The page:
TACLOBAN NEWS – Coca-Cola Foundation Philippines, Inc. (CCFPI), in collaboration with Philippine Business for Social Progress (PBSP) and Department of Education (DepEd), recently turned over a two-storey, six-classroom school building to school officials of the Yolanda-torn Marasbaras Elementary School (ES) in Tacloban City, Leyte to help bring back a better and more conducive learning environment to its schoolchildren.
Leading the turnover ceremony were Coca-Cola Philippines vice president for Public Affairs and Communications Atty. Adel Tamano and CCFPI president Ma. Cecilia Alcantara with DepEd Undersecretary Mario Deriquito, Tacloban City Mayor Alfred Romualdez, and PBSP Program Management Office Director for Education Marylin Muncada.
During the event, Mayor Romualdez said that he will be pushing the local government to adopt the model of the building for the city’s future building projects.
“This is the first structure that I’ve seen that is not only functional but also cost-effective,” Mayor Romualdez added.
The new building is the first disaster-resilient school building CCFPI has built in the country. Its other features include a roof deck for possible evacuation, ramps for better access to persons with disabilities, and wider doors and windows in every room.
For Grade 6 adviser and Science teacher Helen Daaco, the new school building is not just the biggest project a donor has given to Marasbaras ES but a symbol that their school could finally go back to normal.
It made us hope that we could teach in the way that we envisioned,” she added.
Daaco recounts how, after the typhoon, they had to scrub desks and dry whatever books and records they could find just to provide a learning environment for their students.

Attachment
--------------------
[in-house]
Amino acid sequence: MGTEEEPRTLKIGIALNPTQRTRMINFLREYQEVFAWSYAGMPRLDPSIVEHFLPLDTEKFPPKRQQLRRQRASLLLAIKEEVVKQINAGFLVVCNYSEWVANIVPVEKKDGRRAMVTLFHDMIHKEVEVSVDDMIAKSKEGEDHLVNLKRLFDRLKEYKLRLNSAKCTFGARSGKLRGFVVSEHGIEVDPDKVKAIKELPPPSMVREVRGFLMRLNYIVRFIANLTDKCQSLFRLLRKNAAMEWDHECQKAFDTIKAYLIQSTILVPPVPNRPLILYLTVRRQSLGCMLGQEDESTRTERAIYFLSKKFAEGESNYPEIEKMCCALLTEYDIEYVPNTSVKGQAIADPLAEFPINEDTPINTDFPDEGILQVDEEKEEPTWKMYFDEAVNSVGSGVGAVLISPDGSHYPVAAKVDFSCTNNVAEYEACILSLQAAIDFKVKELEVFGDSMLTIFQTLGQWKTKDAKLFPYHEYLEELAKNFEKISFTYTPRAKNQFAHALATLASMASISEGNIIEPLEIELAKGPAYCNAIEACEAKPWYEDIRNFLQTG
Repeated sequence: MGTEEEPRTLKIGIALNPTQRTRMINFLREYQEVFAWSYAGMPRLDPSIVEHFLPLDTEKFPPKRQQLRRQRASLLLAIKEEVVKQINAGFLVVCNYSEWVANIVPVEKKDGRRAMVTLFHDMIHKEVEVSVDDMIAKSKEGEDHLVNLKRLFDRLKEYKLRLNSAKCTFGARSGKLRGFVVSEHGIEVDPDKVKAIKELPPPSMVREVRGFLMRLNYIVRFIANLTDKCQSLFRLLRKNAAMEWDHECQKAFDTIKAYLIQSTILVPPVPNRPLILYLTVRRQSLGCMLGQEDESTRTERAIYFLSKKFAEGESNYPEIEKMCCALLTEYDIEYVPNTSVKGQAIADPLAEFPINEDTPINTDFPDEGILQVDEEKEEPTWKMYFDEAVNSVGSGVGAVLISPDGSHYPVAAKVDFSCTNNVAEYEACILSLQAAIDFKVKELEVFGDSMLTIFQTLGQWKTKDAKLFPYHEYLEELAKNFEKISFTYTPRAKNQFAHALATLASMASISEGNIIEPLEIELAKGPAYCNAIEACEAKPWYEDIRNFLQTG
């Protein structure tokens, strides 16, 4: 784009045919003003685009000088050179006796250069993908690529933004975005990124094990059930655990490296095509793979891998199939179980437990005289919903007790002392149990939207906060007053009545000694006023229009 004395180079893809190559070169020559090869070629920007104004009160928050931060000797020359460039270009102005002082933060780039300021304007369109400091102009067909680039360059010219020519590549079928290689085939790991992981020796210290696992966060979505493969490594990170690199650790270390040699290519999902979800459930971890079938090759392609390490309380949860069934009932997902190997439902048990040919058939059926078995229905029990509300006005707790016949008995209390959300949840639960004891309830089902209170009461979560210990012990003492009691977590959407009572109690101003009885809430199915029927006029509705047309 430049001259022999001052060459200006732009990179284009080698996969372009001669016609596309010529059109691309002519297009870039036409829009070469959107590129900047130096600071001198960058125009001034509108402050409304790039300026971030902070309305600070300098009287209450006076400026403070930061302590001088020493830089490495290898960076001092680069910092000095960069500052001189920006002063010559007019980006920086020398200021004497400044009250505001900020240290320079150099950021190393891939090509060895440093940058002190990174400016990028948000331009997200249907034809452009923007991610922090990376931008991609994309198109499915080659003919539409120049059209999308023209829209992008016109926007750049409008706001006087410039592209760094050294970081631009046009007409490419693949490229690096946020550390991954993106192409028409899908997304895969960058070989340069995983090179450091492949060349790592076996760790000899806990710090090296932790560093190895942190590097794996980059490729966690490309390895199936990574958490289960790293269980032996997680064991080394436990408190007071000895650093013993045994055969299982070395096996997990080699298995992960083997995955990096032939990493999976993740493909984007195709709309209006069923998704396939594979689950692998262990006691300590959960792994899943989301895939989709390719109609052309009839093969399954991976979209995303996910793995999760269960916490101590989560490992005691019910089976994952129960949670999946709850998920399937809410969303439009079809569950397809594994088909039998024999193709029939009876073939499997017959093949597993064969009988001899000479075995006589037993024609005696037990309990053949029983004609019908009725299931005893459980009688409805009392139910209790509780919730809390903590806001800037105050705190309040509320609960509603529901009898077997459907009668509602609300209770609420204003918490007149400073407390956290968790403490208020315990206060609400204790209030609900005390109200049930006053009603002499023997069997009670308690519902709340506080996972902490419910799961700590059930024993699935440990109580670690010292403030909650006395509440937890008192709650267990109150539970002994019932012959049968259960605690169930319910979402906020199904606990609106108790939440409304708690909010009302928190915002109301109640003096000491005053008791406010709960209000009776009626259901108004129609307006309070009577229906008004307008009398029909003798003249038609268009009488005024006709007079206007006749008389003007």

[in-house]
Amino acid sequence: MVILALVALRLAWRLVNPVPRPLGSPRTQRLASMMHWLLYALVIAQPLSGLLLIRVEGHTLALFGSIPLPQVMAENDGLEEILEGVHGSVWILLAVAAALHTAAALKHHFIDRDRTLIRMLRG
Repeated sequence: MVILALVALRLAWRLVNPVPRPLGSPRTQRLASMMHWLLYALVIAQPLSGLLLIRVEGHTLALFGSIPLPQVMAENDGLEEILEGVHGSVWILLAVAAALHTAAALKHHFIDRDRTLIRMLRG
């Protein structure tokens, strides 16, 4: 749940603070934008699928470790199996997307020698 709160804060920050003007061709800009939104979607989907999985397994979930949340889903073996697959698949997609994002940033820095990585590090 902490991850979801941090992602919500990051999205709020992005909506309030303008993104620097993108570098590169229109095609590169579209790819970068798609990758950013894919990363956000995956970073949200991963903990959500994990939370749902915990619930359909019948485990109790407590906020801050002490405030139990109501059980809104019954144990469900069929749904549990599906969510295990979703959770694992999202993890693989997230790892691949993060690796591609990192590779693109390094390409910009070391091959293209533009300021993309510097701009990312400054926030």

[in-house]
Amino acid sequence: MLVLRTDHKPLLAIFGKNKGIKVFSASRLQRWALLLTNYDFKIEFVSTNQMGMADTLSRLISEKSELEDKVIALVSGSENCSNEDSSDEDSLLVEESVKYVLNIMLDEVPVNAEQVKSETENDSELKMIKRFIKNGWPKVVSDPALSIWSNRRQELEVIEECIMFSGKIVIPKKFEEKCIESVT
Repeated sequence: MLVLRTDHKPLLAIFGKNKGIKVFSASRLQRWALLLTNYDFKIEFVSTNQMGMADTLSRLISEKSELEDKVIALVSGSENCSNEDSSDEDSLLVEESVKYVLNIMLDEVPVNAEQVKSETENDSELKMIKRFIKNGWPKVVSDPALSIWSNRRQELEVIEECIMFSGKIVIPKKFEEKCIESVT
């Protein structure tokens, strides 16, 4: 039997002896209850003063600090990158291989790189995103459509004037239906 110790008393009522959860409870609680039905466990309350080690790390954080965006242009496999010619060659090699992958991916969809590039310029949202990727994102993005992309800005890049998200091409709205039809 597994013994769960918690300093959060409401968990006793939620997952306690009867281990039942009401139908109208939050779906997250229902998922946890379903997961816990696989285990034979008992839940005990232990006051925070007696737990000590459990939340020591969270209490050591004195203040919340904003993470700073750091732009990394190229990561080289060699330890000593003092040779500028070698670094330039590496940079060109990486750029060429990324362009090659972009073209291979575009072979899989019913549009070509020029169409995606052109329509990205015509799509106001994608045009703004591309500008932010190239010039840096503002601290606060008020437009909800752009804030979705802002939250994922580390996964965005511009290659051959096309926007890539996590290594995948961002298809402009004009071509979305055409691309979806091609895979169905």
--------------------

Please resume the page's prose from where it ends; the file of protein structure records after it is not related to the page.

“We went around different areas and evacuation centers to find and encourage our students to go back to school. It was important that we could teach them to help them feel that our situation will get better,” she said.
With the new building, Daaco is more inspired to teach since the rooms have bigger spaces which are more conducive to learning.
“I’m teaching Science, so for me, a spacious room really matters. In Science, you don’t learn through chalk and talk alone. You have to let your students explore through experiments, film shows and other activities that really encourage them to open their minds,” she added.
The Little Red Schoolhouse (LRS) project is funded by the global network and business partners of the Coca-Cola Company. It also supports PBSP’s flagship project in its program on Education which is on classroom construction.
“When people work together especially after a calamity, they give the essence of hope to the people. Partnerships like this give educational value because we show our children the value of working together, which they will need to become responsible citizens,” Undersecretary Deriquito concluded.